Goal setting is essential for writers. Knowing what you are aiming for and how you are going to get there is an important part of the writing process. We may have dreams of being published and having best sellers but to get there takes lots of smaller goals. Breaking down your end goal into manageable, realistic chunks is the way to go. I have put together some useful articles and podcasts that discuss goal setting.
We all set goals with the best of intentions but it’s easy for those goals to fall to the side. This article from The Novel Smithy tells us there are ways to choose the right writing goals, ones that set you up for success rather than disappointment. Setting S.M.A.R.T. goals is the way to go. This acronym stands for specific, measurable, attainable, relevant, and timely. It explains each and tells us we can focus on a project-based goal or a time-based goal. The pros and cons are explained for each. The article goes on to share 7 tricks for meeting your writing goals including, creating a routine, writing your goals down, organising your goals into smaller chunks, finding your mental blocks, outlining your novel, including mercy days, and tracking your results. All these are explained.
In this article, The Write Practice discusses the two types of goals every writer can set and accomplish: action and result goals. Action goals are the actions you perform on a regular basis. They are bite-sized goals. Result goals are how you win. You need both goals if you want to finish a writing project. This article also discusses the S.M.A.R.T. goals but also says your goal should be within your control. This is a concept somewhere in between ‘attainable’ and ‘realistic’. It moves on to discuss 4 reasons you must finish your writing project. These are that you must define your ending, discover a story’s potential, improve your book, and practice writing. By setting S.M.A.R.T. action goals and result goals, you’re more likely to finish a writing project that brings you joy instead of stress.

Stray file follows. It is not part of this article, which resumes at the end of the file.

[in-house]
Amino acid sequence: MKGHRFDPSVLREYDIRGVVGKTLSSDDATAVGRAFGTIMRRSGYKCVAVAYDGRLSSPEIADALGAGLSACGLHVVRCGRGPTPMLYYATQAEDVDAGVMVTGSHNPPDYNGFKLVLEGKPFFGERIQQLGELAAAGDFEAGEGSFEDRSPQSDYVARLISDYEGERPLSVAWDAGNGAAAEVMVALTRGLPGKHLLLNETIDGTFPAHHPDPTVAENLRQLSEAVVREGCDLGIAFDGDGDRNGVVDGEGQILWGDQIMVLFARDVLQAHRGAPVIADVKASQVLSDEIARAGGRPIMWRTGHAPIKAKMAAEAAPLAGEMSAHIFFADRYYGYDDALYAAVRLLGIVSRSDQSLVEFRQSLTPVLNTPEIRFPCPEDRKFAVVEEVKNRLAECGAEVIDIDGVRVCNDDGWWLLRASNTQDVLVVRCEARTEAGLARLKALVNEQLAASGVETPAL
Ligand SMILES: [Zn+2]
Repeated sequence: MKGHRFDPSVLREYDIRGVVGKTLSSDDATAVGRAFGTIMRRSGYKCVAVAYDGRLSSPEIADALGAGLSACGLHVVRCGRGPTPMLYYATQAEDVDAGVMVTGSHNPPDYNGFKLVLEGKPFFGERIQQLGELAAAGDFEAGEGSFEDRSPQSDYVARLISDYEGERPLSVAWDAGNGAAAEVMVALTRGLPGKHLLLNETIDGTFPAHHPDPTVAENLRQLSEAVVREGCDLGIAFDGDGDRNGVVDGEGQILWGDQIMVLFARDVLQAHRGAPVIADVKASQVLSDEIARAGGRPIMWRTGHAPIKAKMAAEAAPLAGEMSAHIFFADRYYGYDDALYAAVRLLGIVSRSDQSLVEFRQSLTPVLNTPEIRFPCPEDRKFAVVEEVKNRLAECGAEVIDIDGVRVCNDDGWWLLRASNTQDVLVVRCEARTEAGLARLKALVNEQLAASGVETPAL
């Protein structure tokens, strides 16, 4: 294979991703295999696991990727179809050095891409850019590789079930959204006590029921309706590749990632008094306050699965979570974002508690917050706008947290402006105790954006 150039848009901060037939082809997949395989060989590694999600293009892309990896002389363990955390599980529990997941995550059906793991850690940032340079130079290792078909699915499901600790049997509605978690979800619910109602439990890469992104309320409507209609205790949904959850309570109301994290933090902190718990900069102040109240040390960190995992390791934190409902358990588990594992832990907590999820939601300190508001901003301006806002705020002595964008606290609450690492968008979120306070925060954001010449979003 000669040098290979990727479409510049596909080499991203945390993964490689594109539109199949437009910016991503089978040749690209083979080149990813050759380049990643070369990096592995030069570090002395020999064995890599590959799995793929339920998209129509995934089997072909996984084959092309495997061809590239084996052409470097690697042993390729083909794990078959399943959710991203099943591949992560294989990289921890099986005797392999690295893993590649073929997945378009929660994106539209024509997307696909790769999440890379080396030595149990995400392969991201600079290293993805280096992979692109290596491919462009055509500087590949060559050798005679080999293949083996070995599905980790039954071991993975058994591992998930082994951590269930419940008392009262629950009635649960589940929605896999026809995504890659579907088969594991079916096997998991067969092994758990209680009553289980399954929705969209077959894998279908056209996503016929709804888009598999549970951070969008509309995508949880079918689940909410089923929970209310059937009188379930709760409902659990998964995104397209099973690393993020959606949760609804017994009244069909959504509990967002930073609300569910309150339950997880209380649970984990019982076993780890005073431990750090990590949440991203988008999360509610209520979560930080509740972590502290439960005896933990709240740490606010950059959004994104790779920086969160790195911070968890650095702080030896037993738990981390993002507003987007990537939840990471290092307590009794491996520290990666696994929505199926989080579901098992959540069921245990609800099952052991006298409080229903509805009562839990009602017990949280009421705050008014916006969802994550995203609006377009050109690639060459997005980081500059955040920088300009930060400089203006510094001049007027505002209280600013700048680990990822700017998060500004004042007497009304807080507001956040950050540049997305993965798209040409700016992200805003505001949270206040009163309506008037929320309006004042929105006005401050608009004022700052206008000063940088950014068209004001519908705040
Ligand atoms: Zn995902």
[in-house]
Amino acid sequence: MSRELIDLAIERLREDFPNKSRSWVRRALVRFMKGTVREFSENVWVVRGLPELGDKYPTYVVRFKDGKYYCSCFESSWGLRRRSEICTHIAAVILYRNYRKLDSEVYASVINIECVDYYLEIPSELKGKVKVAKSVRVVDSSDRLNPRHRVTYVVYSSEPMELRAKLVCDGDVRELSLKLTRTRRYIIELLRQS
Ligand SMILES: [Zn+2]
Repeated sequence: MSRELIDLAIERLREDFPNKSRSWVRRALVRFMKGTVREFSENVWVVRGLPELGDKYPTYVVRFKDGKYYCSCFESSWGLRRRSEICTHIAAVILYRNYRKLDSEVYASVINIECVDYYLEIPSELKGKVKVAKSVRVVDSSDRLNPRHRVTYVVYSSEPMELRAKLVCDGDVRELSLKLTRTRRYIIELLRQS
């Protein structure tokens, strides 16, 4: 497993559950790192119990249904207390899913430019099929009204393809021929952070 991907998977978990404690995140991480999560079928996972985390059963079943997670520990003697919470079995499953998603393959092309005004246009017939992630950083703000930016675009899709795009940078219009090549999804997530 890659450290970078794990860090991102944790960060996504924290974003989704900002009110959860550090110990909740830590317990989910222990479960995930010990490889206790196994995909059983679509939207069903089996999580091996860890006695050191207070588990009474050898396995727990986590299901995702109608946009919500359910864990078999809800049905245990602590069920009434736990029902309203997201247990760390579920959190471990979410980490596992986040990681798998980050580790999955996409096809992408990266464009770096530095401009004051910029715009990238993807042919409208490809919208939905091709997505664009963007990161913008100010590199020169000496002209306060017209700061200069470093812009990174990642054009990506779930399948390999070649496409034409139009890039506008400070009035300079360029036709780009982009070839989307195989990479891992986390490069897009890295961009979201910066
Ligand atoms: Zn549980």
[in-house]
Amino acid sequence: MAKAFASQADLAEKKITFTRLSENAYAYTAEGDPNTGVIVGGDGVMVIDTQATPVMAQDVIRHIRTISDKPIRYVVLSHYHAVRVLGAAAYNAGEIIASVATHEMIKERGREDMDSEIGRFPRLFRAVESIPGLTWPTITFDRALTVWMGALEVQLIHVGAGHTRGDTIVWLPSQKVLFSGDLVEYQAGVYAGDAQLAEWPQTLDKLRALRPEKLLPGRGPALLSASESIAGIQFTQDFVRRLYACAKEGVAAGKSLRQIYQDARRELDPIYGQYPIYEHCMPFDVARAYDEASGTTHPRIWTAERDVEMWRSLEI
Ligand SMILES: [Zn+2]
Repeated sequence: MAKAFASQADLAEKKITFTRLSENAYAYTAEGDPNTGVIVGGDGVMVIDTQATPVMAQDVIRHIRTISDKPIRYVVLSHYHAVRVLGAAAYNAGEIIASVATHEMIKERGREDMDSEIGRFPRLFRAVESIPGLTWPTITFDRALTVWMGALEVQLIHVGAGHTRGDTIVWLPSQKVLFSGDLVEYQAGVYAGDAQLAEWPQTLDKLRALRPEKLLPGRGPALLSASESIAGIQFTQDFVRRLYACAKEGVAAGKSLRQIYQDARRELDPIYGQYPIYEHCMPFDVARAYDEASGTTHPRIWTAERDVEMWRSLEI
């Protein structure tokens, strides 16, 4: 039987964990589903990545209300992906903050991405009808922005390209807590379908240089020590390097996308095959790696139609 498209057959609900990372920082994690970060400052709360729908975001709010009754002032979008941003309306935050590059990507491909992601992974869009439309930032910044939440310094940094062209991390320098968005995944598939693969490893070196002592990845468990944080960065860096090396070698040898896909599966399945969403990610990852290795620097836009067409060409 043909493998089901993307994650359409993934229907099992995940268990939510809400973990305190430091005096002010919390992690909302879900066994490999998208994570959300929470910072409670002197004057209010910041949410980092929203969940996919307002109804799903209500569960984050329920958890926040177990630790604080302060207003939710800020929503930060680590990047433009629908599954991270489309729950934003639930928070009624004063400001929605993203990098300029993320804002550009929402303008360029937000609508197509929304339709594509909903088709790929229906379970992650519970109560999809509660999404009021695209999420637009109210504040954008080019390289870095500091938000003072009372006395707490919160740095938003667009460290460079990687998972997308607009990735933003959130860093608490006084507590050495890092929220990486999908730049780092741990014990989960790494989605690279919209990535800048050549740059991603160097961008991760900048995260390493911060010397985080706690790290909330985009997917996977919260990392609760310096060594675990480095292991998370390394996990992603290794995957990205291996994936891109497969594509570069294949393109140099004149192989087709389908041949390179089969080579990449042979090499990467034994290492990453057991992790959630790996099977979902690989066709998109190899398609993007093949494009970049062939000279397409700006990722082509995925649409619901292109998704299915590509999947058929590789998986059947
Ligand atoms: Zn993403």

Keeping to your goals in writing is hard. Balancing creative time with other life stuff going on is hard. Now Novel shares ten ideas to help you keep your goals. These include: writing your goals down in detail, choosing measurable goals, setting realistic, attainable targets, and setting short and long-term writing goals. These ten ideas are discussed.
There’s no better time to set a writing goal than right now. In this article, it is demonstrated how to get a goalsetting process in place and how to create measurable goals and provides examples of how each one can be achieved. It discusses four different types of writing goals: long-term goals, motivation-related goals, time-bound goals, and specific writing goals. The article moves on to share a 10-point step-by-step process for setting writing goals. It also discusses 3 things you need to meet your writing goals. These are a support network, be realistic, and patience and kindness. It may take time but while you are hitting small deadlines and achievable goals you are always moving forward.
To freely thrive as an author, it is not only beneficial but necessary to set long-term goals that provide direction and purpose. This guide discusses six steps that will empower you to take charge of your writing career, make informed decisions, and turn your aspirations into reality. These are: deciding your author vision, setting your writing goals, breaking it down into action steps, determining your timeline, tracking your author progress, and reviewing and adjusting. Each step is discussed.
- 036: The Secret to Setting Goals That Actually Get Done: Michael Hyatt Interview [Podcast] (goinswriter.com)
In this podcast, they chat with Micheal Hyatt about setting and achieving goals. They discuss his 5-day process for goal setting and the reasons why some people are able to achieve their goals while others don’t.
Story Embers share their top tips for setting writing goals that will help you maintain a consistent schedule no matter how busy your life is.
In this episode from the Walden Writing Centre, they discuss how to create an effective writing goal as well as how to keep yourself accountable for whatever goal you set.
These articles and podcasts offer great advice for setting writing goals, but I think the two most important pieces of advice are to, first of all, set realistic goals and, secondly, break down your goals into small manageable chunks. I hope this week’s been useful for you. As always, if there are topics you would like me to cover, please get in touch.
(c) Lucy O’Callaghan